“A poem begins with a lump in the throat; a homesickness or a love sickness. It is a reaching-out toward expression; an effort to find fulfillment. A complete poem is one where an emotion has found its thought and the thought has found words.” ― Robert Frost

NaPoWriMo Writing Prompt for April 30, 2018

Ta Da!  This is it.  The end of NaPoWriMo 2018.  The last official prompt for the 2018 National Poetry Month challenge.  I know the prompts inspired by challenge or by guilt at least a couple of poets out there reading this blog.  It was particularly tough for me to find the time to do this blog and write poems every day plus run the bookstore.  But…sometimes it’s fun and there’s a bit of a sense of accomplishment too.  Wrap up tomorrow and my final two prompt poems.

NaPoWriMo – 30/30 –  Poem-a-Day prompt for April 30, 2018

Prompt 30 – Something old, something borrowed, something blue — Our poem will be 8 to 12 lines. Every other line (lines 2, 4, 6 and 8 and possibly 10 and 12) will be brand new lines that you write. One or more of these lines will include something blue.

For lines 1, 3, 5, 7, and possibly, 9 and 11 use lines from two to three of the poems you have written in the last 30 days.

Keep Writing!

“Write what disturbs you, what you fear, what you have not been willing to speak about. Be willing to be split open.”  ― Natalie Goldberg

Poem from prompt 28 – write a poem using two or more title from the non-fiction best-sellers list

Not just a list of 15 best-selling non-fiction books

By Christopher J. Jarmick

 

A higher loyalty does trump fascism

though some insist with fire and fury

it’s still like playing Russian roulette which you’d think

all of the highly educated would avoid and opt for something

less risky like astrophysics for people in a hurry or

understanding our 50-state border crisis, factfulness

or just reading a book (like one about Obama).

Will God save Texas if we make trouble and say things like

this is me and if you  don’t like it, well, I’ll be gone in the dark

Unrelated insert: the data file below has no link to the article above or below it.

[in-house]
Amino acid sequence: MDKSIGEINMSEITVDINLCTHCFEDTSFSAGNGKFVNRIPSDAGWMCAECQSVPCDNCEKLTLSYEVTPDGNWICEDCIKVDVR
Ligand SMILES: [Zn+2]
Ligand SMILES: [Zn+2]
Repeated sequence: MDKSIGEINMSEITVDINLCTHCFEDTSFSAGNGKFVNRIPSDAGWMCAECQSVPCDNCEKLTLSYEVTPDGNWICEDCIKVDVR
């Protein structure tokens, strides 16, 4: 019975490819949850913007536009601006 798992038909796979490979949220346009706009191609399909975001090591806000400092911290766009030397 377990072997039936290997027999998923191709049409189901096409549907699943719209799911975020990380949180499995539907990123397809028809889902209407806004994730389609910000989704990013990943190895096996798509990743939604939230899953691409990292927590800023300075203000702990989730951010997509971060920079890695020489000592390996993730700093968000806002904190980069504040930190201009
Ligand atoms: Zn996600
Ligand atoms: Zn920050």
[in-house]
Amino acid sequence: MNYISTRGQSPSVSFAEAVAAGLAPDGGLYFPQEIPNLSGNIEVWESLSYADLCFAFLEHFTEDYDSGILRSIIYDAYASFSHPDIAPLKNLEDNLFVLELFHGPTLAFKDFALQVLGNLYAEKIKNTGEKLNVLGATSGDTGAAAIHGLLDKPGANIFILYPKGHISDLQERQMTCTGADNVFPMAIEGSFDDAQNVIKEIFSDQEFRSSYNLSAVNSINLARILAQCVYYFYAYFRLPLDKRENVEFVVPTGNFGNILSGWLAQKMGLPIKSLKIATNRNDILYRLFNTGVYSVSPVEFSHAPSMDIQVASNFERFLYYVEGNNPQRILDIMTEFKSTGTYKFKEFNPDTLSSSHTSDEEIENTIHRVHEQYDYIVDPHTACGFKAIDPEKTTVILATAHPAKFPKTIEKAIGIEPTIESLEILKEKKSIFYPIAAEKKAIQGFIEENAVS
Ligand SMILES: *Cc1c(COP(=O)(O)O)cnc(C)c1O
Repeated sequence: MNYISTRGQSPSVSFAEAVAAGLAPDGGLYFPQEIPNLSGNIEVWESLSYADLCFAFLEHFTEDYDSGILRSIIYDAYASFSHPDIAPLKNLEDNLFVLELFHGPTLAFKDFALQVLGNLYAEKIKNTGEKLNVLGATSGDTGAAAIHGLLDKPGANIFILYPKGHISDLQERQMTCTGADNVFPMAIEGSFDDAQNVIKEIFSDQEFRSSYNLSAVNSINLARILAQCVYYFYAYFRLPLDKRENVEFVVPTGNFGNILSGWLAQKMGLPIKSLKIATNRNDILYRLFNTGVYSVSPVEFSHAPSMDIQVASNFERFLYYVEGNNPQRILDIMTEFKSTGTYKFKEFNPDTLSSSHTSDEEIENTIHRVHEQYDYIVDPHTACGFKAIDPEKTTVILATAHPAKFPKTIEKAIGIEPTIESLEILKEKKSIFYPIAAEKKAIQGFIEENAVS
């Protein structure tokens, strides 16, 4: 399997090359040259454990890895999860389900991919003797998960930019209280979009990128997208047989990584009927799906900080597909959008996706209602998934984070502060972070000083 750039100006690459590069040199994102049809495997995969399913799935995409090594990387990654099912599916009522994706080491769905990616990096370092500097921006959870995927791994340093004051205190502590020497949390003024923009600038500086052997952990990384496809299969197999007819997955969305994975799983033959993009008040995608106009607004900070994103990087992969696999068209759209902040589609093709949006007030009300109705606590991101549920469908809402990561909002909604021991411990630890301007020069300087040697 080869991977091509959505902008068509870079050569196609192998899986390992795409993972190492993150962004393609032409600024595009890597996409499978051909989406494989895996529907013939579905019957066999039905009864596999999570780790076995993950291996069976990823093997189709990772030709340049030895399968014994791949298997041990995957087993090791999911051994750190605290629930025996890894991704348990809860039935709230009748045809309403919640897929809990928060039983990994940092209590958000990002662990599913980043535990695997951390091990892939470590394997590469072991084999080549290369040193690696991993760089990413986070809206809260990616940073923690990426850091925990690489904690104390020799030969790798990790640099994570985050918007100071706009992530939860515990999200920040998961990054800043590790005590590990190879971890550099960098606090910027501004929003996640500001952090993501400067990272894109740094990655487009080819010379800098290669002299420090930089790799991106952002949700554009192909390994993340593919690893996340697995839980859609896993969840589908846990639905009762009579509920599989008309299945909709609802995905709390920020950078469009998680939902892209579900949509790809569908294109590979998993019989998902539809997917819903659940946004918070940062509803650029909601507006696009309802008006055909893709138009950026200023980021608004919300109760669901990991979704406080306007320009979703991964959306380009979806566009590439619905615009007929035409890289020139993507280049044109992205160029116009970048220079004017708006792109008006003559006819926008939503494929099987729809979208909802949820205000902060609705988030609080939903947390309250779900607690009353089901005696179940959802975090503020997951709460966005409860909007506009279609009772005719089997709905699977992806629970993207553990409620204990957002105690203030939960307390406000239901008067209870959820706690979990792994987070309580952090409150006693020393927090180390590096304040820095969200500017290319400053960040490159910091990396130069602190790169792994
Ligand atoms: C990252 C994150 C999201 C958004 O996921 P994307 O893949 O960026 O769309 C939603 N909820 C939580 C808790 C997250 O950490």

to start some secret empires of my own

that might lead to killing the deep state?

Well, it’s a bit beyond just another day in the life

of Marlon Bundo, if you ask me, don’t you agree?

NYT Bestselling Non-Fiction List

  1. NEW THIS WEEK

    A HIGHER LOYALTY

    by James Comey

  2. 2 WEEKS ON THE LIST

    FASCISM: A Warning

    by Madeleine Albright with Bill Woodward

  3. 6 WEEKS ON THE LIST

    RUSSIAN ROULETTE

    by Michael Isikoff and David Corn

  4. 16 WEEKS ON THE LIST

    FIRE AND FURY

    by Michael Wolff

     

  5. 51 WEEKS ON THE LIST

    ASTROPHYSICS FOR PEOPLE IN A HURRY

    by Neil deGrasse Tyson

  6. 9 WEEKS ON THE LIST

    EDUCATED

    by Tara Westover

  7. 8 WEEKS ON THE LIST

    I’LL BE GONE IN THE DARK

    by Michelle McNamara

  8. NEW THIS WEEK

    GOD SAVE TEXAS

    by Lawrence Wright

  9. 3 WEEKS ON THE LIST

    MAKE TROUBLE

    by Cecile Richards with Lauren Peterson

  10. 17 WEEKS ON THE LIST

    OBAMA

    by Pete Souza

  11. 5 WEEKS ON THE LIST

    SECRET EMPIRES

    by Peter Schweizer

  12. 3 WEEKS ON THE LIST

    FACTFULNESS

    by Hans Rosling with Ola Rosling and Anna Rosling Rönnlund

  13. 4 WEEKS ON THE LIST

    THIS IS ME

    by Chrissy Metz

  14. 3 WEEKS ON THE LIST

    OUR 50-STATE BORDER CRISIS

    by Howard Buffett

  15. 3 WEEKS ON THE LIST

    KILLING THE DEEP STATE

    by Jerome R. Corsi

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NaPoWriMo 30/30 April 29, 2018

April 28, 2018

“Any writer worth his salt writes to please himself…It’s a self-exploratory operation that is endless. An exorcism of not necessarily his demon, but of his divine discontent.” ― Harper Lee

NaPoWriMo Writing Prompt for April 29, 2018

“Only those things are beautiful which are inspired by madness and written by reason.” ― André Gide

And then there were 2…    Almost over….and guess what?  It’s time to do the laundry!

NaPoWriMo – 30/30 –  Poem-a-Day prompt for April 27, 2018

Another prompt from Brendan (Cosmic Egg) McBreen –  Imagine opening the dryer and finding someone else’s laundry, write a brief poem describing this person based on their laundry.

“I love being a writer. What I can’t stand is the paperwork.” – Peter De Vries
Keep Writing!

My prompt poem for Day 26  (I posted Day 27 yesterday…and out of the usual order I have been posting). The prompt was to create a list of words from a book.   My Wordscame  from page 26/27 of Body & Soul by Frank Conroy (only a few paragraphs on page 26 so went to page 27 to finish random word lists

Words:   Moved, side, winter, piano, method, bills

 

Write 2 different poems with the words

 

Paying the bills

Christopher J. Jarmick

 

My foolproof method involved moving

the bills from one side of the counter

to the piano and I would pay them the following Friday.

Last winter they were moved

to the magazine pile on the coffee table,

so most were paid late.

 

Ghost Piano

By Christopher J. Jarmick

 

Last winter the piano

was moved from the house

I grew up in.

I learned the Bastien method

for a couple years from  a teacher

who gave lessons to pay the bills

and on the side was part of a blues/jazz ensemble.

 

When I visited the house

I stared at the place the piano once occupied.

My knees involuntarily began to bend

as I thought about sitting on the bench

to play a few simple chords.